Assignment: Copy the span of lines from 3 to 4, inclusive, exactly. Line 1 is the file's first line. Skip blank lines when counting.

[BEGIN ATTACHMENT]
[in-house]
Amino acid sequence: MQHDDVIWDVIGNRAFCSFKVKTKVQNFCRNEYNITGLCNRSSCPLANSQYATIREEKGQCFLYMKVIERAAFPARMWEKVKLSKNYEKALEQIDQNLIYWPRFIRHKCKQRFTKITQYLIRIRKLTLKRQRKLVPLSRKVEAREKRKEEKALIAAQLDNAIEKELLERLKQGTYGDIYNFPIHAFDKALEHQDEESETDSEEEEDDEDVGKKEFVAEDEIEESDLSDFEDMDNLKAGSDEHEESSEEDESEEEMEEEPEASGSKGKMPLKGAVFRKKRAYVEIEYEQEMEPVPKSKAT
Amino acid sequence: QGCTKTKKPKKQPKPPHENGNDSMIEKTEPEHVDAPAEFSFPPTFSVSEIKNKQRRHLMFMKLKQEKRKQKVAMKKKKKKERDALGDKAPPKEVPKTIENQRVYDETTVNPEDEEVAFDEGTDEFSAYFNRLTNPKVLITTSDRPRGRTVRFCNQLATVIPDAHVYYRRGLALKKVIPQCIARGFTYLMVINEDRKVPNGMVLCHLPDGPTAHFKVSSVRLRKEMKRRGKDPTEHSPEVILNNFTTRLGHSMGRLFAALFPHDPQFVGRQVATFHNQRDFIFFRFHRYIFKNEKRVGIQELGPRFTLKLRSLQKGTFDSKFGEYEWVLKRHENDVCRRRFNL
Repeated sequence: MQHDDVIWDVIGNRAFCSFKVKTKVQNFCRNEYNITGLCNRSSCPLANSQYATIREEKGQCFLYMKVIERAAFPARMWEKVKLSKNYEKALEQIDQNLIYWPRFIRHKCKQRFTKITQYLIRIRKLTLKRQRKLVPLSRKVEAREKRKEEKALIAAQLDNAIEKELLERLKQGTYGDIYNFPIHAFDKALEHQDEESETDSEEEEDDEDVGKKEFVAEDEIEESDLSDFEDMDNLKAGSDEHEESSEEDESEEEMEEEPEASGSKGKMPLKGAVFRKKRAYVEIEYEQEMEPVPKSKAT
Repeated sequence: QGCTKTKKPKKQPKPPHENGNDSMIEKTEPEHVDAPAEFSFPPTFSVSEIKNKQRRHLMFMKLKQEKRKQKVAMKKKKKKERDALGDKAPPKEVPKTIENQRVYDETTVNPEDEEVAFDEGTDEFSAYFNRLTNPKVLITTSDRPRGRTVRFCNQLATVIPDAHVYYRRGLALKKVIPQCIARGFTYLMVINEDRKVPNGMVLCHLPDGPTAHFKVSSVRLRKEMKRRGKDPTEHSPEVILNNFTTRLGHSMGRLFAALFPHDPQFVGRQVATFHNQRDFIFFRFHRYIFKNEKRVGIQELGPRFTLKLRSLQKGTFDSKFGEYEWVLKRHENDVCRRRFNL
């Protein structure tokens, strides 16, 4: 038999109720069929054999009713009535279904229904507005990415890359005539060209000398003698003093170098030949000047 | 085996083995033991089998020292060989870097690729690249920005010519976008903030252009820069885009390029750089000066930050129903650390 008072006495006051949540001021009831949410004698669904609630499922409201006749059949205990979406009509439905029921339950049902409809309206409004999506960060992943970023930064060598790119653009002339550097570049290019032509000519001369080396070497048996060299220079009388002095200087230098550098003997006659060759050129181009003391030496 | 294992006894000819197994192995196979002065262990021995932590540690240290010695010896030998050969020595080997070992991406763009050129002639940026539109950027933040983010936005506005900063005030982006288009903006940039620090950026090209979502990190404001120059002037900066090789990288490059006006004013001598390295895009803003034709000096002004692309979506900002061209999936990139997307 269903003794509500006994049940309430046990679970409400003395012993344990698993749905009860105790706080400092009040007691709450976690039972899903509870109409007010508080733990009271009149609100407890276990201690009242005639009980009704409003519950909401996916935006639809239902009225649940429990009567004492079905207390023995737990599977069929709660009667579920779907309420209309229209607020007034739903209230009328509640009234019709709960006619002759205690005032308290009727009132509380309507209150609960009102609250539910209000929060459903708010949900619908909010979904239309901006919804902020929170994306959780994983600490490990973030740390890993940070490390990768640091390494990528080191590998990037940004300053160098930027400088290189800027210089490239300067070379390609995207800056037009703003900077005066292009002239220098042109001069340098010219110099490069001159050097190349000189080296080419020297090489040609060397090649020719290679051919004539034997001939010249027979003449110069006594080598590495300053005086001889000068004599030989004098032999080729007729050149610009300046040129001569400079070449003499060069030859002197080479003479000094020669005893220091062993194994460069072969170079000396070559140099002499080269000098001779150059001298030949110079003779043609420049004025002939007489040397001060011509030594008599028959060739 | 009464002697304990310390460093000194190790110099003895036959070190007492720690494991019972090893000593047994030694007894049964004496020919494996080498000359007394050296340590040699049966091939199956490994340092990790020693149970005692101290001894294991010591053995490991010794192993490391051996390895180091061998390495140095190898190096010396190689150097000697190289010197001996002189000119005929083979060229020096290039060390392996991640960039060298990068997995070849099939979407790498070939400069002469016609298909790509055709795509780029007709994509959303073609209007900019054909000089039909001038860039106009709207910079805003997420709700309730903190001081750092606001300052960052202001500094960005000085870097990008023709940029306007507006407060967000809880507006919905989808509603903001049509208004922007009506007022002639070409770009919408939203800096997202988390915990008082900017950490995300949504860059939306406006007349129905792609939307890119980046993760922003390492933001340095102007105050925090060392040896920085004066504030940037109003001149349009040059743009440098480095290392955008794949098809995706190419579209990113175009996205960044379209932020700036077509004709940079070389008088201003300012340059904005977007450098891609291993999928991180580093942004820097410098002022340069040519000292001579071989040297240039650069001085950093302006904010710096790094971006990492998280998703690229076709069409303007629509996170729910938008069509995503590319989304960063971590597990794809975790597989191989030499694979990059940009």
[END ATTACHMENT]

Amino acid sequence: QGCTKTKKPKKQPKPPHENGNDSMIEKTEPEHVDAPAEFSFPPTFSVSEIKNKQRRHLMFMKLKQEKRKQKVAMKKKKKKERDALGDKAPPKEVPKTIENQRVYDETTVNPEDEEVAFDEGTDEFSAYFNRLTNPKVLITTSDRPRGRTVRFCNQLATVIPDAHVYYRRGLALKKVIPQCIARGFTYLMVINEDRKVPNGMVLCHLPDGPTAHFKVSSVRLRKEMKRRGKDPTEHSPEVILNNFTTRLGHSMGRLFAALFPHDPQFVGRQVATFHNQRDFIFFRFHRYIFKNEKRVGIQELGPRFTLKLRSLQKGTFDSKFGEYEWVLKRHENDVCRRRFNL
Repeated sequence: MQHDDVIWDVIGNRAFCSFKVKTKVQNFCRNEYNITGLCNRSSCPLANSQYATIREEKGQCFLYMKVIERAAFPARMWEKVKLSKNYEKALEQIDQNLIYWPRFIRHKCKQRFTKITQYLIRIRKLTLKRQRKLVPLSRKVEAREKRKEEKALIAAQLDNAIEKELLERLKQGTYGDIYNFPIHAFDKALEHQDEESETDSEEEEDDEDVGKKEFVAEDEIEESDLSDFEDMDNLKAGSDEHEESSEEDESEEEMEEEPEASGSKGKMPLKGAVFRKKRAYVEIEYEQEMEPVPKSKAT